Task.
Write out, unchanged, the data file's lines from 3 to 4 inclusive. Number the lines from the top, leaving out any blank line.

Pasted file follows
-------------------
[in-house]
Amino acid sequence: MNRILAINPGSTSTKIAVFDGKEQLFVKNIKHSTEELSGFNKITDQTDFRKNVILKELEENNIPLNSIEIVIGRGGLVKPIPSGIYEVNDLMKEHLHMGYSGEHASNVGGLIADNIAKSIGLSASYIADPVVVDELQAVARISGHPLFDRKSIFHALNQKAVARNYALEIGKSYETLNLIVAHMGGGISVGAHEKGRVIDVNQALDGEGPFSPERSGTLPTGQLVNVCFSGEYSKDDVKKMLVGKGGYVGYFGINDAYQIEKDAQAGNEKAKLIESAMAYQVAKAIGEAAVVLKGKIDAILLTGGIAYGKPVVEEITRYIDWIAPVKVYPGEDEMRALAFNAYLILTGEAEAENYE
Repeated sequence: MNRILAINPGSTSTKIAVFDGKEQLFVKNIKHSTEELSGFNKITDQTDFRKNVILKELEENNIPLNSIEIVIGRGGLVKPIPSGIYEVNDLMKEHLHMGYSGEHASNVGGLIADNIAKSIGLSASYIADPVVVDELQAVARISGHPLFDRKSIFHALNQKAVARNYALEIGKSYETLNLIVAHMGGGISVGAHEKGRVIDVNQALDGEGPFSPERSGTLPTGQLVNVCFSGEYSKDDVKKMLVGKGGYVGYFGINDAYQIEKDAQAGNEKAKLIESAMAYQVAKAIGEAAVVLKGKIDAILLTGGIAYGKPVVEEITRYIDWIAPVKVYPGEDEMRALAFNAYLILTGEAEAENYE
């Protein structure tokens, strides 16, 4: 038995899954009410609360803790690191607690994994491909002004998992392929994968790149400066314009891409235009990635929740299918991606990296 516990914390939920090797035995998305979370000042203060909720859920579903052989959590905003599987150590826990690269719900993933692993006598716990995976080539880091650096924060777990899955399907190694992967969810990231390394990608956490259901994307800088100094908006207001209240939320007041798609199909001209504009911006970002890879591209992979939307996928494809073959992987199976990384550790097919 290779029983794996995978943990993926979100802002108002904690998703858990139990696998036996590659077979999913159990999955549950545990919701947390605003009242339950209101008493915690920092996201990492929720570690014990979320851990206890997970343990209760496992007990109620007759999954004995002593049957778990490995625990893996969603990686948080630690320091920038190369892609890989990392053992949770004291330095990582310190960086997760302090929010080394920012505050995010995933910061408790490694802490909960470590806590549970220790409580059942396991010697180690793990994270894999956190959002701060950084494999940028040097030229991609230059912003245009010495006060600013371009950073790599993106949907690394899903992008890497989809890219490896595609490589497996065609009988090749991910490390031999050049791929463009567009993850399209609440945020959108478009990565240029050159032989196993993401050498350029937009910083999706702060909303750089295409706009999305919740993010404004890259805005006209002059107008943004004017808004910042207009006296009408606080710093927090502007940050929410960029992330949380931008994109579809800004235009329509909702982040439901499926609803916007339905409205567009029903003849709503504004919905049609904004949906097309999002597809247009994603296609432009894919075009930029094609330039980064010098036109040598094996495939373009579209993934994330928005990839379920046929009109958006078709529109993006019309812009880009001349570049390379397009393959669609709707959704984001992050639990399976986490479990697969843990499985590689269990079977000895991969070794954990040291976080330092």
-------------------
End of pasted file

Repeated sequence: MNRILAINPGSTSTKIAVFDGKEQLFVKNIKHSTEELSGFNKITDQTDFRKNVILKELEENNIPLNSIEIVIGRGGLVKPIPSGIYEVNDLMKEHLHMGYSGEHASNVGGLIADNIAKSIGLSASYIADPVVVDELQAVARISGHPLFDRKSIFHALNQKAVARNYALEIGKSYETLNLIVAHMGGGISVGAHEKGRVIDVNQALDGEGPFSPERSGTLPTGQLVNVCFSGEYSKDDVKKMLVGKGGYVGYFGINDAYQIEKDAQAGNEKAKLIESAMAYQVAKAIGEAAVVLKGKIDAILLTGGIAYGKPVVEEITRYIDWIAPVKVYPGEDEMRALAFNAYLILTGEAEAENYE
């Protein structure tokens, strides 16, 4: 038995899954009410609360803790690191607690994994491909002004998992392929994968790149400066314009891409235009990635929740299918991606990296 516990914390939920090797035995998305979370000042203060909720859920579903052989959590905003599987150590826990690269719900993933692993006598716990995976080539880091650096924060777990899955399907190694992967969810990231390394990608956490259901994307800088100094908006207001209240939320007041798609199909001209504009911006970002890879591209992979939307996928494809073959992987199976990384550790097919 290779029983794996995978943990993926979100802002108002904690998703858990139990696998036996590659077979999913159990999955549950545990919701947390605003009242339950209101008493915690920092996201990492929720570690014990979320851990206890997970343990209760496992007990109620007759999954004995002593049957778990490995625990893996969603990686948080630690320091920038190369892609890989990392053992949770004291330095990582310190960086997760302090929010080394920012505050995010995933910061408790490694802490909960470590806590549970220790409580059942396991010697180690793990994270894999956190959002701060950084494999940028040097030229991609230059912003245009010495006060600013371009950073790599993106949907690394899903992008890497989809890219490896595609490589497996065609009988090749991910490390031999050049791929463009567009993850399209609440945020959108478009990565240029050159032989196993993401050498350029937009910083999706702060909303750089295409706009999305919740993010404004890259805005006209002059107008943004004017808004910042207009006296009408606080710093927090502007940050929410960029992330949380931008994109579809800004235009329509909702982040439901499926609803916007339905409205567009029903003849709503504004919905049609904004949906097309999002597809247009994603296609432009894919075009930029094609330039980064010098036109040598094996495939373009579209993934994330928005990839379920046929009109958006078709529109993006019309812009880009001349570049390379397009393959669609709707959704984001992050639990399976986490479990697969843990499985590689269990079977000895991969070794954990040291976080330092």